Smooth Running: Keeping Your Lab Technology Investments Working So They Can Run Nonstop

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You bought it, and now, to get the ROI you want, you should maintain it. We talk to dental lab industry experts on why you should keep your technology investment up-to-date and running non-stop.

Smooth Running: Keeping Your Lab Technology Investments Working So They Can Run Nonstop

THODONAL / STOCK.ADOBE.COM

Making investments in technology is an essential part of dental lab operations today. These investments require attention to the return on investment (ROI) they generate to ensure they are worth the money you spent on them. So, how do you keep your technology investments working so they can run nonstop? We spoke to lab industry professionals to find out.

In the ever-advancing world of dental technology, Greg Martin, CDT, TE, Business Development Manager for Renfert USA says dental labs have become even more dependent upon their equipment and technology to produce final restorations. The key to the smooth running of your technology investments without suffering costly down times isn’t complicated; it’s maintenance.

“When there is any hiccup in the process, i.e., a piece of equipment goes down, it can bottleneck production and create a world of chaos for the lab. Regular maintenance helps to both keep this to a minimum or at worst identify pending problems that can be addressed before the situation becomes critical or risks shutting down production altogether,” Martin explains.

Gary Morgan, CDT, CQA/ASQ, Vice President and Senior Advisor at SafeLink Consulting, agrees, adding that after investing so much in the equipment and technology, especially milling, printing, and software systems, a lab wants to get as high a return on investment as possible. Therefore, maintenance and preventative maintenance to extend the life of their equipment and technology is essential. Not only is the maintenance essential, but for some workflows, regular and documented maintenance is mandated by the Food and Drug Administration (FDA) regulations. It’s also in the International Organization for Standardization (ISO) standards to maintain your assets.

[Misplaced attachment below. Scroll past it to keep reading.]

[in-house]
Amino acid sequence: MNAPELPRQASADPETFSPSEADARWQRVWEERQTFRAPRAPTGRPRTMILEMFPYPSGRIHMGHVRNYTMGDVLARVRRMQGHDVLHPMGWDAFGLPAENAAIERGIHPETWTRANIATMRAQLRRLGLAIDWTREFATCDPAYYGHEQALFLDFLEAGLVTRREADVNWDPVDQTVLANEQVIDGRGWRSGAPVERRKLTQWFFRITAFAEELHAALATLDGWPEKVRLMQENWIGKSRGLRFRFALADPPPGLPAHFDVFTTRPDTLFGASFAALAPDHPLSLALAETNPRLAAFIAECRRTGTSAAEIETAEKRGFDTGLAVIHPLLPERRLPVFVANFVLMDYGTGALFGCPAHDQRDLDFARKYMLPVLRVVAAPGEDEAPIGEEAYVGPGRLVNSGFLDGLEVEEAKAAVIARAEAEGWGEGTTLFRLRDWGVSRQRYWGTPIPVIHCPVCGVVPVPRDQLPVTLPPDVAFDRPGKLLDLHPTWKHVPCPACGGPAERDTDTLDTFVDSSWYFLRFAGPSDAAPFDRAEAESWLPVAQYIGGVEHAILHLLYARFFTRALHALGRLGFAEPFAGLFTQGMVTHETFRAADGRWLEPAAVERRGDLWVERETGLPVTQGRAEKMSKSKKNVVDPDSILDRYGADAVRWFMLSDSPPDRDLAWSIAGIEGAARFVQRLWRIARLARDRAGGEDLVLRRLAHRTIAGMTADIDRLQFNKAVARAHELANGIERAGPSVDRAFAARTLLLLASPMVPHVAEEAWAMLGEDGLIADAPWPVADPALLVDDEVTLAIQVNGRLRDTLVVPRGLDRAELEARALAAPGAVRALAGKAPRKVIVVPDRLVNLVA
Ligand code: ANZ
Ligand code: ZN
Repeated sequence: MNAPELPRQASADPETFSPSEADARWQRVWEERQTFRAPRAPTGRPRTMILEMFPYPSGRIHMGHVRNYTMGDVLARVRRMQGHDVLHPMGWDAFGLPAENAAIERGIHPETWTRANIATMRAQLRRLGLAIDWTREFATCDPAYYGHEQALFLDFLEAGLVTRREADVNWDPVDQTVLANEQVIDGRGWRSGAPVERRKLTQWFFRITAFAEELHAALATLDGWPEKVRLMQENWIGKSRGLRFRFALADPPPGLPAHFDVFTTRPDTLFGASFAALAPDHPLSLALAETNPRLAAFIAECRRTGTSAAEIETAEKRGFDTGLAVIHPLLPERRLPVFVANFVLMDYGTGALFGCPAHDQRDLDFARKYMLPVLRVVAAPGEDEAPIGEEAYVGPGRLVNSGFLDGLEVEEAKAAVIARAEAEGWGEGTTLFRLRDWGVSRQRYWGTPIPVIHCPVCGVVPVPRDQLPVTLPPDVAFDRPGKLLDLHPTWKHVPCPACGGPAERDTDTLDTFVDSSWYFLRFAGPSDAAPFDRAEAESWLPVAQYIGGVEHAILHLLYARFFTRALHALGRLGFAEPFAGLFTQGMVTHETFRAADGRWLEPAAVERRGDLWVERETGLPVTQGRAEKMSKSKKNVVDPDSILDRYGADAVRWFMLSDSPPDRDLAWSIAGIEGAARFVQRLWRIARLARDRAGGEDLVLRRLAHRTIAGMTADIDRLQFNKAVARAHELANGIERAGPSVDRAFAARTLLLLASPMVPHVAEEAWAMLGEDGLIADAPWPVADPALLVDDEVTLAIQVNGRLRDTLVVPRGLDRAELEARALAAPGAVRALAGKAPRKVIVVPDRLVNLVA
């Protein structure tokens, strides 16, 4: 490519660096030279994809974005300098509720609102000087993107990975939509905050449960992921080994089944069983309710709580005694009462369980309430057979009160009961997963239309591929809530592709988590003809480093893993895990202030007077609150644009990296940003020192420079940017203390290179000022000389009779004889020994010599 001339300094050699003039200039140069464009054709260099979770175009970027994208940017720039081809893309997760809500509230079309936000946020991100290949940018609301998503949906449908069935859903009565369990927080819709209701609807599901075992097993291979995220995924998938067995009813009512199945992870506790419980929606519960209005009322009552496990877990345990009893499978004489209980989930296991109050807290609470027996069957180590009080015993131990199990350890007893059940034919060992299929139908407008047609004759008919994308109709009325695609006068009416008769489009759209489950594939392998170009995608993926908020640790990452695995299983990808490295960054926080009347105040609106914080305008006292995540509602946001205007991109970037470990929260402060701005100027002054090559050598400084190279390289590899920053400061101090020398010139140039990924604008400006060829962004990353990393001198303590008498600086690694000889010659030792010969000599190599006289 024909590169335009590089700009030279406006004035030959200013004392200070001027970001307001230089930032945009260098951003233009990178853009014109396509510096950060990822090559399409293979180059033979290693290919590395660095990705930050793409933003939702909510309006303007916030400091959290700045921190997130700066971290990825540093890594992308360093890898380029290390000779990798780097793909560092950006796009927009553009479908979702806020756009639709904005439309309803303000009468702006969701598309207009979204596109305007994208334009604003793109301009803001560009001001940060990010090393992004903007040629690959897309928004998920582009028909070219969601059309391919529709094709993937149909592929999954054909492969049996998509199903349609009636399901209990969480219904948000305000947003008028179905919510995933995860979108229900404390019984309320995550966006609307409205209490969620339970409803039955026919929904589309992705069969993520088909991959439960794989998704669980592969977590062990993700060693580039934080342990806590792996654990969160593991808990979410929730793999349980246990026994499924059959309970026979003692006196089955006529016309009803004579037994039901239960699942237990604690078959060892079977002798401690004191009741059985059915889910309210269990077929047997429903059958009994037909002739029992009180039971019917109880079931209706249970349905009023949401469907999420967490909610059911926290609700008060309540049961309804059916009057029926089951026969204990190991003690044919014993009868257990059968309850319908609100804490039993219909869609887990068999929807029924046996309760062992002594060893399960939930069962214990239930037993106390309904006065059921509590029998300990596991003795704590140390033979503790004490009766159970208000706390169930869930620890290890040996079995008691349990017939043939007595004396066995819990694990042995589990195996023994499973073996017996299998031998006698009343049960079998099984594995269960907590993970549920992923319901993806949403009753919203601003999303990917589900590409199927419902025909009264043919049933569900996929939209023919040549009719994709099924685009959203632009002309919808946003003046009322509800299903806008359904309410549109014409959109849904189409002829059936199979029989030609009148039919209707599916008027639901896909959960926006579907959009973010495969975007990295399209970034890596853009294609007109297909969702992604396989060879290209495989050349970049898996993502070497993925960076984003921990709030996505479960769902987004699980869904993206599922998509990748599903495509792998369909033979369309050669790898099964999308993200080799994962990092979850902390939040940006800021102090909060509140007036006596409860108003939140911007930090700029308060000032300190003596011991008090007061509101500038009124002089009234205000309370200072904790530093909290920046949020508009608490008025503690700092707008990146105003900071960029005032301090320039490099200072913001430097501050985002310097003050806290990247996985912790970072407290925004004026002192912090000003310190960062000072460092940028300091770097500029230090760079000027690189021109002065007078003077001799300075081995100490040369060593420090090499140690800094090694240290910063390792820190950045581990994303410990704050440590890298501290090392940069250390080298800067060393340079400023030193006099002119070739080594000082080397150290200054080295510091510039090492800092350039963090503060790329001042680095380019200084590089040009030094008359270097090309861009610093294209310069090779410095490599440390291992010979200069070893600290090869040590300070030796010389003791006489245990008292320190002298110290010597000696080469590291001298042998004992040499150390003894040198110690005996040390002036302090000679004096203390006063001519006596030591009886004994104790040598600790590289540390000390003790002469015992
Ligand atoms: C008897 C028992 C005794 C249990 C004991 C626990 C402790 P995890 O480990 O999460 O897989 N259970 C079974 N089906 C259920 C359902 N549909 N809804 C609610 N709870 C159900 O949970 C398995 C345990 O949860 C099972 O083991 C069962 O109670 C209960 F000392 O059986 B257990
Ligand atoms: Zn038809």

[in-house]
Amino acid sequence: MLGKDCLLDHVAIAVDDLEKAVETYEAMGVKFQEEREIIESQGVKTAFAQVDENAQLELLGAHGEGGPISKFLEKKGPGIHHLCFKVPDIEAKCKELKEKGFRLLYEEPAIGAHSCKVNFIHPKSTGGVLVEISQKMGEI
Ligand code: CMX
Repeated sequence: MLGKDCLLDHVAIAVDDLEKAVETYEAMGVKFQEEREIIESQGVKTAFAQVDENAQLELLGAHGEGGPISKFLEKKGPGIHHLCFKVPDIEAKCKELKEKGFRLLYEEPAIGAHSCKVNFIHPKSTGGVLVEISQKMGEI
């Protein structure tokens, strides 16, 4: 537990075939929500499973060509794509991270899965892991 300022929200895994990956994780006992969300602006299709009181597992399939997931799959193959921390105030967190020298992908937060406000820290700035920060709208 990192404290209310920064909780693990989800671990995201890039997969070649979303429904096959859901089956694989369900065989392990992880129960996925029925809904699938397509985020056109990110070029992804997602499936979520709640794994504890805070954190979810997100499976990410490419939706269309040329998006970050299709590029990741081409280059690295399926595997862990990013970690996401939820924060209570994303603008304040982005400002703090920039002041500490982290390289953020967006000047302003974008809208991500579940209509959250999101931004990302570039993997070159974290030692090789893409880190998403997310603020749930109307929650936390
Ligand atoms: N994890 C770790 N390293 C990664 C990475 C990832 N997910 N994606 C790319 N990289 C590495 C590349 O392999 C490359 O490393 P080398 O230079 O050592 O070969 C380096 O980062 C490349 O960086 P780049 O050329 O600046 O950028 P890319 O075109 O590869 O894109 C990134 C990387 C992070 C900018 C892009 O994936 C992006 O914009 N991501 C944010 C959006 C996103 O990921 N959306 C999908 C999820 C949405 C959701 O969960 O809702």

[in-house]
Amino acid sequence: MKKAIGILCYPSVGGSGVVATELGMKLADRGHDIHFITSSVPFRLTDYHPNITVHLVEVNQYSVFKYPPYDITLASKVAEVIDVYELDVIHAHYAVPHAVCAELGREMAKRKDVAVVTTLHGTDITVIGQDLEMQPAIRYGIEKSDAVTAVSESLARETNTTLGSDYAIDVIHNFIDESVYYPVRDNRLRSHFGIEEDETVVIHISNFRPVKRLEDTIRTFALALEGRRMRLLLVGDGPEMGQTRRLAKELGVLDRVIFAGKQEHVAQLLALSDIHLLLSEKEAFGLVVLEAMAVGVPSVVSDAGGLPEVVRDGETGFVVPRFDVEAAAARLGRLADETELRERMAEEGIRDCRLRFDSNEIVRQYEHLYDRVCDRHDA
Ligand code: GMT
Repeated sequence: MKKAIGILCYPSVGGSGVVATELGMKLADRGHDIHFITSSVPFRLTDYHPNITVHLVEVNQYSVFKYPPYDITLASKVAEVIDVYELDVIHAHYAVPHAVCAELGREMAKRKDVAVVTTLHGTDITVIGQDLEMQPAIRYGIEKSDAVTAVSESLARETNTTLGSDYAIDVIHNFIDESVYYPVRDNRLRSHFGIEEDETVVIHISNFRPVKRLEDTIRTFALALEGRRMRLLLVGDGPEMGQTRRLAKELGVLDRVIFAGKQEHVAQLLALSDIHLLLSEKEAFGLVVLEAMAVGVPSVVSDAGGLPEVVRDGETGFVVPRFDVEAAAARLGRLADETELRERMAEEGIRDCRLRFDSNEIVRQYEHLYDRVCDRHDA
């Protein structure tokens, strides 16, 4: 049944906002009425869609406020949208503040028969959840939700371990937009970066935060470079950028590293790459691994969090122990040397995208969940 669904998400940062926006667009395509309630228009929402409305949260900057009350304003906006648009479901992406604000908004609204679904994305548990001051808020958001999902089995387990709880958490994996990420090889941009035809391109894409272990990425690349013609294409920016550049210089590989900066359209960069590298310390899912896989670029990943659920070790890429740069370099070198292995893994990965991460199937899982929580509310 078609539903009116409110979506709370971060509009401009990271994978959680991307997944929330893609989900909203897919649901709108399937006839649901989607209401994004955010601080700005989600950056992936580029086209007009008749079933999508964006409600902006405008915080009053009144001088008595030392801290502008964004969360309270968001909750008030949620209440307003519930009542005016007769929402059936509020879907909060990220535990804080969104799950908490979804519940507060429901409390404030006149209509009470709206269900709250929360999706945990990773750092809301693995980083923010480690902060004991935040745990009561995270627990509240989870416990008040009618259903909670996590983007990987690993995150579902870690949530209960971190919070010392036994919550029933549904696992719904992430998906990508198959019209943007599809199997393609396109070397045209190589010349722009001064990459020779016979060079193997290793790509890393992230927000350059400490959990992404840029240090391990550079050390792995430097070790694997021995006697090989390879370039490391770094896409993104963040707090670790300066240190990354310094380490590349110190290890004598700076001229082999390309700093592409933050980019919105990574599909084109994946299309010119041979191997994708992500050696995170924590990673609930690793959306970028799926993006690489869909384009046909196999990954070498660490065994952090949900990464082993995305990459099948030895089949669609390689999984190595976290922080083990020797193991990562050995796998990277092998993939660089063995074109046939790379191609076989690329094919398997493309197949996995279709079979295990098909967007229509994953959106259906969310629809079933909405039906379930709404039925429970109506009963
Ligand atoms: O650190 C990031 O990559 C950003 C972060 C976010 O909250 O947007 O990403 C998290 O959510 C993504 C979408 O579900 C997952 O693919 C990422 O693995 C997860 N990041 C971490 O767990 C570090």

“Because if something goes wrong with them, it can definitely have an impact on the quality of the product,” Morgan says.

“Subtle errors cause cascading nonconformities that increase the likelihood there will be a misfit leading to costly remakes,” Tim Torbenson, President evo820, LLC, agrees.

Torbenson adds that it is also essential to prioritize necessary maintenance on technology investment because they increase a lab’s accuracy. When manufacturing restorations and appliances to specs tenths of millimeters, Torbenson says it is essential to operate any piece of equipment at the manufacturer’s proper specifications and follow the User Guide to assure consistent accuracy and quality.

When it comes to regular and preventive maintenance, Morgan says it is essential to remember to include the needs of all the associative components, like the sintering and porcelain ovens and burn out furnaces. All of these systems need to work properly and, if possible, have redundancies if one of them goes out.

Another essential concern is regarding software updates for software with digital workflows cleared by the FDA. It is critical to have the most current software version for these workflows.

“Those need to be revised or updated continuously,” Morgan says. “There’s always new products on the market and those have to be implemented into those workflows. So, labs definitely have to stay on top of that.”

Elona Palushaj, associate manager, Zahn Dental, says maintaining technology investments, whether software or hardware, ensures that labs are ready for the changing needs. She also says it is important to consider maintaining the technology procedures.

“Technology is constantly changing, and not being ready for the change could potentially mean downtime, which is more expensive than any investment needed to stay current,” Palushaj says. “In a complete workflow, there are several things to consider, such as design software and equipment, manufacturing software and equipment, and IT/Networking software and equipment.”

“Software is especially important as new features are frequently introduced,” Palushaj continues. “If a lab is running a 4–, 5-year-old software and the PC may need replacing, the old software might not be compatible with the new PC/Windows. Similarly, old PCs may not have the hardware to run newer software efficiently. For example, some Windows applications are no longer supported, making the PC obsolete and putting the lab at a disadvantage when trying to improve productivity.”